Cece: Yes and no, because we still are for fans of bands like The Faceless, Rivers of Nihil, and technical death metal bands. It’s not like we are trying to sell dubstep to a bunch of metalheads. It’s still very much technical and underground metal. We are trying to find our own little niche in the market, but we are very much a part of the scene and the genre as a whole. I don’t think it’s going to be super tough. Yes, we cater to an unusual sound and we might not be for everyone. Some people just like old school death metal and don’t want the bells and whistles, literally, that come on our stuff. I think we have something for everyone, and I do genuinely believe that.

We have our songs that are more straight deathcore like “Immolation Fist,” we have the songs that are super proggy and ambient like “Terminus” and “Emigrate.” I don’t think that it’s going to be too much of a problem. Depending on how we market ourselves, we can gather as many types of metal fans as we can. I think it all depends on where we go musically, from here. That’s going to be the biggest thing, especially with our new vocalist. We are finding our foothold, and it’s worked decently in our favor. But again, going to the next step is a little risky. We aren’t really sure what we want to do, or what the market wants. We are trying to read that and plan ahead of the bell curve. It takes some strategy and risk, but I think we can execute it if we play our cards right.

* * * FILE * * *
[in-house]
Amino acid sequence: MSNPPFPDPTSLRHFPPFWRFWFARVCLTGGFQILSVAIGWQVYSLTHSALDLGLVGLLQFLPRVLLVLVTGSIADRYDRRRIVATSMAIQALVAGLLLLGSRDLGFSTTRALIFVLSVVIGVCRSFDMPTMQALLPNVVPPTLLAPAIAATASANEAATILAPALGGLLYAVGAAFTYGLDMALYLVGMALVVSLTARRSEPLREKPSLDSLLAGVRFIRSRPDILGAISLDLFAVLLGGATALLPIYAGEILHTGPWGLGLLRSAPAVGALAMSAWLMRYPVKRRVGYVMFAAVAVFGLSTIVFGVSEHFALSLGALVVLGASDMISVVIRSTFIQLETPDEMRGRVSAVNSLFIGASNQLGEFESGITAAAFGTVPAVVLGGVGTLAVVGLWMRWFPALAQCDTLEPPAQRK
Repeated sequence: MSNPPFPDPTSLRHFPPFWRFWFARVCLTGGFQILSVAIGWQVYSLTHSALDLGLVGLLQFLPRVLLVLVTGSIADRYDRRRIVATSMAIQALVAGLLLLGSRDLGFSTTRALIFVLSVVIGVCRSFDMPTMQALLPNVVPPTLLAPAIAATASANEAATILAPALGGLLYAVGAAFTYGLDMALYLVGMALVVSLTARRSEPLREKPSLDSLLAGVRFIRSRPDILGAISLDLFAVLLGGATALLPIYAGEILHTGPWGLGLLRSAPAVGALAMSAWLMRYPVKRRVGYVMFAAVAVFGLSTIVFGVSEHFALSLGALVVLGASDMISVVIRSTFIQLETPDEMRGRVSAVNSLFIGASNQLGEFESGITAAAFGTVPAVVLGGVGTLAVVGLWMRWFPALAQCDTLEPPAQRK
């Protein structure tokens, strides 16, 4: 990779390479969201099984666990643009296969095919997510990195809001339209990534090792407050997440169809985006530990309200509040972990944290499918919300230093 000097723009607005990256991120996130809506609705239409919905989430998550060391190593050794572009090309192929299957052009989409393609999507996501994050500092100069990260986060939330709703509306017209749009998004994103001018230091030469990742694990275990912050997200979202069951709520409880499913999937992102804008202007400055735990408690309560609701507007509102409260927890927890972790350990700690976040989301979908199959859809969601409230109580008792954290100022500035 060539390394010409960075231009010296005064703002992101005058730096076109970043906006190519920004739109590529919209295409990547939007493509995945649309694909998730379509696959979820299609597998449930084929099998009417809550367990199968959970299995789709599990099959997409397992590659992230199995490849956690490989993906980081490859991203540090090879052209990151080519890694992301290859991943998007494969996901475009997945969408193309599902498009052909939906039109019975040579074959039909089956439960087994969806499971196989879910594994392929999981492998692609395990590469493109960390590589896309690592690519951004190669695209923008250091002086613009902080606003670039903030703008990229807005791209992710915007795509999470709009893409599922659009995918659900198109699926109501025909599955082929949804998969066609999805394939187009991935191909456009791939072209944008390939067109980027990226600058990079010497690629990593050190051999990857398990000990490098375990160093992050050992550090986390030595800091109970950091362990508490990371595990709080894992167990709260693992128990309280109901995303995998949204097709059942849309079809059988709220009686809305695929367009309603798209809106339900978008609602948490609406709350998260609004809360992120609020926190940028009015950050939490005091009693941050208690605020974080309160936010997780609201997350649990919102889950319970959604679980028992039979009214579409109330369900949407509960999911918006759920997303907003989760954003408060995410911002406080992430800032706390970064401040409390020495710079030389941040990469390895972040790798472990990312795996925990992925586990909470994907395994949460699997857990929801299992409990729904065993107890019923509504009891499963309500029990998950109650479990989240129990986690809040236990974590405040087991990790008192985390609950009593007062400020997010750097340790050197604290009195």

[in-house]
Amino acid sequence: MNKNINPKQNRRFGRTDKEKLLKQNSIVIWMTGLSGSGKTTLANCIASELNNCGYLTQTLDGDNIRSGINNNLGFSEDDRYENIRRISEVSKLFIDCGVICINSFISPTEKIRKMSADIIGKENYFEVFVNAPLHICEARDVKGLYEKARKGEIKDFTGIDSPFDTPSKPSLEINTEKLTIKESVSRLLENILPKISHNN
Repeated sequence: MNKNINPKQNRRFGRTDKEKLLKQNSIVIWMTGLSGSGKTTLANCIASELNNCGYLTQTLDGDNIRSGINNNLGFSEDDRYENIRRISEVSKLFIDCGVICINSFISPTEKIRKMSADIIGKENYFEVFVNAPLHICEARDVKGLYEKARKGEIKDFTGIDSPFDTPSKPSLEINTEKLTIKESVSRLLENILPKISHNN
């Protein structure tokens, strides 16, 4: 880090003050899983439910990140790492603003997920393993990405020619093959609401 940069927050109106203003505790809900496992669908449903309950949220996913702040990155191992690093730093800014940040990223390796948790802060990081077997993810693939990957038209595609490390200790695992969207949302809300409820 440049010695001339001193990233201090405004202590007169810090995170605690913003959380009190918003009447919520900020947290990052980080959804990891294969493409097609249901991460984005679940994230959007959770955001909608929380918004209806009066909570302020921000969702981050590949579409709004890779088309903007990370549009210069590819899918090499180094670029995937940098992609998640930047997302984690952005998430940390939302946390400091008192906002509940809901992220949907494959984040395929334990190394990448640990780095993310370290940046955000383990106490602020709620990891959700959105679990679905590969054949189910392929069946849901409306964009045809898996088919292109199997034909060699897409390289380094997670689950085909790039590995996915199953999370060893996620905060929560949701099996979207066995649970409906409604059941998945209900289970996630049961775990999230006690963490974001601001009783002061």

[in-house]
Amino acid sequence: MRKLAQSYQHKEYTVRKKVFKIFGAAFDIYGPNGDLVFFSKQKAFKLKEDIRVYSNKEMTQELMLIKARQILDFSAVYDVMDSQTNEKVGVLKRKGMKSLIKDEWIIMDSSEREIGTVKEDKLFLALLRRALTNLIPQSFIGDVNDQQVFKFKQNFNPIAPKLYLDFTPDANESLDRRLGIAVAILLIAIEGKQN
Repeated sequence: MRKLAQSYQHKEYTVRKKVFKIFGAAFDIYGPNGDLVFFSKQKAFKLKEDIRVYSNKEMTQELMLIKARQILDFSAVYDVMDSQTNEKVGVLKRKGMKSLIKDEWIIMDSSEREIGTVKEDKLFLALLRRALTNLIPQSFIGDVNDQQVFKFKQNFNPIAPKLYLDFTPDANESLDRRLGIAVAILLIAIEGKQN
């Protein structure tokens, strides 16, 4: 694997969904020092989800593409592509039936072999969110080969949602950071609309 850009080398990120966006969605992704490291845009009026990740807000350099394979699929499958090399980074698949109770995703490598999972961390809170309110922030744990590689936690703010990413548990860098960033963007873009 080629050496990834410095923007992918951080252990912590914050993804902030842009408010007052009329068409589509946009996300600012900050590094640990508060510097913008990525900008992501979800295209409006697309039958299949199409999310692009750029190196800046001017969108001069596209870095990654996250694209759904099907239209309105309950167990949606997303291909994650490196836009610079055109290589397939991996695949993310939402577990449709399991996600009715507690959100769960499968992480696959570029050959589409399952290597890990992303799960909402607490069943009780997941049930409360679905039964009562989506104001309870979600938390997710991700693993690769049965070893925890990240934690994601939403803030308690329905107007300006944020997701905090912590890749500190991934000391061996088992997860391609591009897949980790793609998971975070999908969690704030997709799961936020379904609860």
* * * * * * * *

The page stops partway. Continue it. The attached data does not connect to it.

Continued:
Dead Rhetoric: You’ve mentioned the Michigan Death Fest and some other possibilities, but what other plans do you have moving forward?